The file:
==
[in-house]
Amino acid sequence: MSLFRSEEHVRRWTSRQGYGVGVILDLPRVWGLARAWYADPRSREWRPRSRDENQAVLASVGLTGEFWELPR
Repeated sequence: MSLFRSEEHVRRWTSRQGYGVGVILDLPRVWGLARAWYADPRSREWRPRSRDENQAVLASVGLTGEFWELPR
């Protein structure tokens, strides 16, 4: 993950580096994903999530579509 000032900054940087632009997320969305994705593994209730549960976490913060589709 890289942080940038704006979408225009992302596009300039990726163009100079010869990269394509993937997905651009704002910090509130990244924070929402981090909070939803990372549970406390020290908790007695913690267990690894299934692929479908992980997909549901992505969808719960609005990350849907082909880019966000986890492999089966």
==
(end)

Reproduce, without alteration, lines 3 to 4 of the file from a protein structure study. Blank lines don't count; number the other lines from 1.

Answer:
Repeated sequence: MSLFRSEEHVRRWTSRQGYGVGVILDLPRVWGLARAWYADPRSREWRPRSRDENQAVLASVGLTGEFWELPR
């Protein structure tokens, strides 16, 4: 993950580096994903999530579509 000032900054940087632009997320969305994705593994209730549960976490913060589709 890289942080940038704006979408225009992302596009300039990726163009100079010869990269394509993937997905651009704002910090509130990244924070929402981090909070939803990372549970406390020290908790007695913690267990690894299934692929479908992980997909549901992505969808719960609005990350849907082909880019966000986890492999089966």